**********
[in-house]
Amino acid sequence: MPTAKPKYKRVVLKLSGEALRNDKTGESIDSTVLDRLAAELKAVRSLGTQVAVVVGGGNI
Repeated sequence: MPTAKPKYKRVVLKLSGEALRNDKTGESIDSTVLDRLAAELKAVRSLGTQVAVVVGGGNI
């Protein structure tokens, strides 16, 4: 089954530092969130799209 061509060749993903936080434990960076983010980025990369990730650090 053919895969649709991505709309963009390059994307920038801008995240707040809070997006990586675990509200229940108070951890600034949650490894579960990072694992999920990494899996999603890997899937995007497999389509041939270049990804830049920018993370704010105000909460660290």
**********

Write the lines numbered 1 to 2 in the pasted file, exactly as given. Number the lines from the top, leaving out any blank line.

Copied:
[in-house]
Amino acid sequence: MPTAKPKYKRVVLKLSGEALRNDKTGESIDSTVLDRLAAELKAVRSLGTQVAVVVGGGNI